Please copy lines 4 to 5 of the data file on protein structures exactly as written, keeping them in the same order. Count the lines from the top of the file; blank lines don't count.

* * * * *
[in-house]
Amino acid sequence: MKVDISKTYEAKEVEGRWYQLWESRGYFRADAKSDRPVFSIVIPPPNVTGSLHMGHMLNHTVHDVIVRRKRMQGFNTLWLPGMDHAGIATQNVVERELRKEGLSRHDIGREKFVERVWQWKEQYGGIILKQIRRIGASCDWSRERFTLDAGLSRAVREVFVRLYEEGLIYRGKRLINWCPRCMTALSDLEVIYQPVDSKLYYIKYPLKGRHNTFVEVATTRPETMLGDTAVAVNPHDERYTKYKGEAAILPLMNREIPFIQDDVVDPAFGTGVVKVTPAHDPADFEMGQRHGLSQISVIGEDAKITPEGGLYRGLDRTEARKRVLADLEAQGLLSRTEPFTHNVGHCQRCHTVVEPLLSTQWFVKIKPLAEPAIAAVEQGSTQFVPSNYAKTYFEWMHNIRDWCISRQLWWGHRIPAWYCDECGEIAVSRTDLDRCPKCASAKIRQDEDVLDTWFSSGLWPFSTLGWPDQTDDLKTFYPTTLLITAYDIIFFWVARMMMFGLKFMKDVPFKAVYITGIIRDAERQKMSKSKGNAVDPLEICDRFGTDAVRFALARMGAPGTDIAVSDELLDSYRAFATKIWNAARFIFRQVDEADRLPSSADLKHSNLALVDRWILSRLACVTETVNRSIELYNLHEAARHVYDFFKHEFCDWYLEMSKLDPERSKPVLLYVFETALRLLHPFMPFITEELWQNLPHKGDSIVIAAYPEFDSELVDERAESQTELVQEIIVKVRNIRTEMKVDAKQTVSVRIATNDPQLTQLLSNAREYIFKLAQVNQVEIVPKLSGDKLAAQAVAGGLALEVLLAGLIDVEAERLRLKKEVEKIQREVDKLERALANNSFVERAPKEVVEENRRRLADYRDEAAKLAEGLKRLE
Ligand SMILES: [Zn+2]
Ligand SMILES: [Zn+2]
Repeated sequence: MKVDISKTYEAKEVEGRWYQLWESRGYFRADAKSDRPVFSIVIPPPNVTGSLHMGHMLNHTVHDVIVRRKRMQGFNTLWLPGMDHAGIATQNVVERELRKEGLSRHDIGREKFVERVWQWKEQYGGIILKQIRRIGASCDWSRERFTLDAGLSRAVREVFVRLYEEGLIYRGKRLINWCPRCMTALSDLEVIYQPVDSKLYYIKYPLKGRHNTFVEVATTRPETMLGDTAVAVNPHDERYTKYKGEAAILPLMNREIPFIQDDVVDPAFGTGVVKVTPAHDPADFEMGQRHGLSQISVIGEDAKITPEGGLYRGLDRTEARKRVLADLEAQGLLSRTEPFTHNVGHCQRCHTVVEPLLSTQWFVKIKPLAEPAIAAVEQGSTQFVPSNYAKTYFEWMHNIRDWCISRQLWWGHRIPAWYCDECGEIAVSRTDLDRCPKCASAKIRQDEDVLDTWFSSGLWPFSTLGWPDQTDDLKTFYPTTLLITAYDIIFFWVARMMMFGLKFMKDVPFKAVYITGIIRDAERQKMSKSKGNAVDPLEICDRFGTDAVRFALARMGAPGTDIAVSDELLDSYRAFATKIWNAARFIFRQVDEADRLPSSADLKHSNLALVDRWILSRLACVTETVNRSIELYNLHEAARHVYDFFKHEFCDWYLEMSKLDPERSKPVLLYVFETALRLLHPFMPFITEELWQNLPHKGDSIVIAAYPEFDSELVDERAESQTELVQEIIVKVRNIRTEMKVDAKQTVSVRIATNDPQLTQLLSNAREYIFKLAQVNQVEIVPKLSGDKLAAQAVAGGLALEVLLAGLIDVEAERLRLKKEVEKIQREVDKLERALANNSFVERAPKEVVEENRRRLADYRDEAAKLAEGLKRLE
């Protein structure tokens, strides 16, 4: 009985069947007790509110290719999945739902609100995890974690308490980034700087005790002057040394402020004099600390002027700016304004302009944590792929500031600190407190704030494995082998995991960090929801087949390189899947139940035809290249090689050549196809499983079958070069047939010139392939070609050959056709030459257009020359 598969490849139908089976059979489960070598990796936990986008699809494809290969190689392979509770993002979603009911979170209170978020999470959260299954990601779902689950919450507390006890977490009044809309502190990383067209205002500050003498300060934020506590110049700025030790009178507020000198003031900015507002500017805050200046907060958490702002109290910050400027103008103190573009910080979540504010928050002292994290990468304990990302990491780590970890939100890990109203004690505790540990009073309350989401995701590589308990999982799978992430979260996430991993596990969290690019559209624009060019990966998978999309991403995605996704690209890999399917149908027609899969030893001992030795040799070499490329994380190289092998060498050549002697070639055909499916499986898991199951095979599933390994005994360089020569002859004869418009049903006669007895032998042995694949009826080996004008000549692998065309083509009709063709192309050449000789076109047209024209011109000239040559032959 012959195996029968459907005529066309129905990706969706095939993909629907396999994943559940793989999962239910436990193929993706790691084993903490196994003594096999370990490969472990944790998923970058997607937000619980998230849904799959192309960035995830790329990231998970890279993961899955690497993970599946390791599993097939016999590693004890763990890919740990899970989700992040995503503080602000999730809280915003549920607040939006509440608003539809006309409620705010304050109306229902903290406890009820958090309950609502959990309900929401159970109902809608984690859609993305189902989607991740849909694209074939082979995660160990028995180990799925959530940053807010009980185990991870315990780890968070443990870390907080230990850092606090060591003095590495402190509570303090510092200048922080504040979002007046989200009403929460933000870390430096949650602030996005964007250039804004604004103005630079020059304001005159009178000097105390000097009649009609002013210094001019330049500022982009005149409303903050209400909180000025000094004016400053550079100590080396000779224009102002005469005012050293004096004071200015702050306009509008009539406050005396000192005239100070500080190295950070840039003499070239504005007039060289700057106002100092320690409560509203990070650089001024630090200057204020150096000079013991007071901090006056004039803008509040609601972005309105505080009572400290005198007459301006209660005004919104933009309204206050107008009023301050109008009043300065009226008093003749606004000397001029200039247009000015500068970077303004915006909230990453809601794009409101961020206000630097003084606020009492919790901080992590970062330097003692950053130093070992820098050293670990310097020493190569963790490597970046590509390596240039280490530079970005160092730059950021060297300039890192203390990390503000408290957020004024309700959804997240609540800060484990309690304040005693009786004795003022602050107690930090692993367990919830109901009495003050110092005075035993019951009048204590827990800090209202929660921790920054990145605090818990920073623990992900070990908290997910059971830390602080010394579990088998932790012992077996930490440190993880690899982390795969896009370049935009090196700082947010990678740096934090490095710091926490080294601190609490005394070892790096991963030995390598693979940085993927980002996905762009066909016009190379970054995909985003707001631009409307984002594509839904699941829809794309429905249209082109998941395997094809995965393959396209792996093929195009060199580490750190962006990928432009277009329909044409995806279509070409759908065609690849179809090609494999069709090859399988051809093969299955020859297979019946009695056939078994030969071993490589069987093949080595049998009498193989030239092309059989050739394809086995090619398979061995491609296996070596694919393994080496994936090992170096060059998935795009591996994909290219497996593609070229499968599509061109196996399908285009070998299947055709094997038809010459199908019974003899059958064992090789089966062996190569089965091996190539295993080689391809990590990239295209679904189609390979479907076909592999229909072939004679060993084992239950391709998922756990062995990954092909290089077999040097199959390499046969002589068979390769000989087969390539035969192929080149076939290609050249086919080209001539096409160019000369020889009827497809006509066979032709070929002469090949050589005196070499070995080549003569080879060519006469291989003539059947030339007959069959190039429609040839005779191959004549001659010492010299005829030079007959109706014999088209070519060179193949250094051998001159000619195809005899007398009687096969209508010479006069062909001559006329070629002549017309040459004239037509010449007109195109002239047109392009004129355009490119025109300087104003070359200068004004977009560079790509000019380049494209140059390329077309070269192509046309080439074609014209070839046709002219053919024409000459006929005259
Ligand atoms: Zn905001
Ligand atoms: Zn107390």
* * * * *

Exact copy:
Ligand SMILES: [Zn+2]
Repeated sequence: MKVDISKTYEAKEVEGRWYQLWESRGYFRADAKSDRPVFSIVIPPPNVTGSLHMGHMLNHTVHDVIVRRKRMQGFNTLWLPGMDHAGIATQNVVERELRKEGLSRHDIGREKFVERVWQWKEQYGGIILKQIRRIGASCDWSRERFTLDAGLSRAVREVFVRLYEEGLIYRGKRLINWCPRCMTALSDLEVIYQPVDSKLYYIKYPLKGRHNTFVEVATTRPETMLGDTAVAVNPHDERYTKYKGEAAILPLMNREIPFIQDDVVDPAFGTGVVKVTPAHDPADFEMGQRHGLSQISVIGEDAKITPEGGLYRGLDRTEARKRVLADLEAQGLLSRTEPFTHNVGHCQRCHTVVEPLLSTQWFVKIKPLAEPAIAAVEQGSTQFVPSNYAKTYFEWMHNIRDWCISRQLWWGHRIPAWYCDECGEIAVSRTDLDRCPKCASAKIRQDEDVLDTWFSSGLWPFSTLGWPDQTDDLKTFYPTTLLITAYDIIFFWVARMMMFGLKFMKDVPFKAVYITGIIRDAERQKMSKSKGNAVDPLEICDRFGTDAVRFALARMGAPGTDIAVSDELLDSYRAFATKIWNAARFIFRQVDEADRLPSSADLKHSNLALVDRWILSRLACVTETVNRSIELYNLHEAARHVYDFFKHEFCDWYLEMSKLDPERSKPVLLYVFETALRLLHPFMPFITEELWQNLPHKGDSIVIAAYPEFDSELVDERAESQTELVQEIIVKVRNIRTEMKVDAKQTVSVRIATNDPQLTQLLSNAREYIFKLAQVNQVEIVPKLSGDKLAAQAVAGGLALEVLLAGLIDVEAERLRLKKEVEKIQREVDKLERALANNSFVERAPKEVVEENRRRLADYRDEAAKLAEGLKRLE